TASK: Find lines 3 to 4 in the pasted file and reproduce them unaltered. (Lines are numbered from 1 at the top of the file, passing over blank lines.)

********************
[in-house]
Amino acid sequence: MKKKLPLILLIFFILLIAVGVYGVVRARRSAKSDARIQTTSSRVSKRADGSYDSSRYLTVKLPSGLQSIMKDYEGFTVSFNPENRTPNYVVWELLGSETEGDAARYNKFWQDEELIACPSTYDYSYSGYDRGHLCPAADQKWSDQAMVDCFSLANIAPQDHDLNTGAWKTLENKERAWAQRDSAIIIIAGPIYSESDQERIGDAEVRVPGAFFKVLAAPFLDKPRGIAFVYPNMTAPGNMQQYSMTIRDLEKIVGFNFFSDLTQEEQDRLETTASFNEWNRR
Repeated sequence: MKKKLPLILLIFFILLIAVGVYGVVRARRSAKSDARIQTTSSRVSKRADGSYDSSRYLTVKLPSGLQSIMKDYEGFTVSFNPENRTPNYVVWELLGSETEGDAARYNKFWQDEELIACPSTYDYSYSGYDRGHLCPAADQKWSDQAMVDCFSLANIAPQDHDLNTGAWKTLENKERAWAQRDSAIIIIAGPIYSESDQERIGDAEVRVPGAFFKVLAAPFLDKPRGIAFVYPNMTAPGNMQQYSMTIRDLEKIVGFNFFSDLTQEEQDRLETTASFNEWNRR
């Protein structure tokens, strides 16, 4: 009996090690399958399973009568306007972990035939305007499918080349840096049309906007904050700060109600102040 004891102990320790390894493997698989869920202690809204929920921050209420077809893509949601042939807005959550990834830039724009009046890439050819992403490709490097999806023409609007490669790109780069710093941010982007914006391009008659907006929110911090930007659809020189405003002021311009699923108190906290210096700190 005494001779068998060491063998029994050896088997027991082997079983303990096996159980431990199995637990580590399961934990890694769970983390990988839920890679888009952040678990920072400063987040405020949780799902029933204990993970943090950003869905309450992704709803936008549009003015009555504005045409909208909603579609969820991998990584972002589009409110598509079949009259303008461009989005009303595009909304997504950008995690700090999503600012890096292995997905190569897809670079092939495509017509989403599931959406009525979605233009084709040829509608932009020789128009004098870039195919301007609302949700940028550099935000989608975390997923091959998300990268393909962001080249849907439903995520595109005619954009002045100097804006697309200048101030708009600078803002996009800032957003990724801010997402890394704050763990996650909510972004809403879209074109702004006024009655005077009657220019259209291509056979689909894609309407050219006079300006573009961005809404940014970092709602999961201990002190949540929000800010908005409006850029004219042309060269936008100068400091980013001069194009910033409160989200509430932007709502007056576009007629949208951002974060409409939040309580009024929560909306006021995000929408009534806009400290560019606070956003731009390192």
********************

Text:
Repeated sequence: MKKKLPLILLIFFILLIAVGVYGVVRARRSAKSDARIQTTSSRVSKRADGSYDSSRYLTVKLPSGLQSIMKDYEGFTVSFNPENRTPNYVVWELLGSETEGDAARYNKFWQDEELIACPSTYDYSYSGYDRGHLCPAADQKWSDQAMVDCFSLANIAPQDHDLNTGAWKTLENKERAWAQRDSAIIIIAGPIYSESDQERIGDAEVRVPGAFFKVLAAPFLDKPRGIAFVYPNMTAPGNMQQYSMTIRDLEKIVGFNFFSDLTQEEQDRLETTASFNEWNRR
């Protein structure tokens, strides 16, 4: 009996090690399958399973009568306007972990035939305007499918080349840096049309906007904050700060109600102040 004891102990320790390894493997698989869920202690809204929920921050209420077809893509949601042939807005959550990834830039724009009046890439050819992403490709490097999806023409609007490669790109780069710093941010982007914006391009008659907006929110911090930007659809020189405003002021311009699923108190906290210096700190 005494001779068998060491063998029994050896088997027991082997079983303990096996159980431990199995637990580590399961934990890694769970983390990988839920890679888009952040678990920072400063987040405020949780799902029933204990993970943090950003869905309450992704709803936008549009003015009555504005045409909208909603579609969820991998990584972002589009409110598509079949009259303008461009989005009303595009909304997504950008995690700090999503600012890096292995997905190569897809670079092939495509017509989403599931959406009525979605233009084709040829509608932009020789128009004098870039195919301007609302949700940028550099935000989608975390997923091959998300990268393909962001080249849907439903995520595109005619954009002045100097804006697309200048101030708009600078803002996009800032957003990724801010997402890394704050763990996650909510972004809403879209074109702004006024009655005077009657220019259209291509056979689909894609309407050219006079300006573009961005809404940014970092709602999961201990002190949540929000800010908005409006850029004219042309060269936008100068400091980013001069194009910033409160989200509430932007709502007056576009007629949208951002974060409409939040309580009024929560909306006021995000929408009534806009400290560019606070956003731009390192």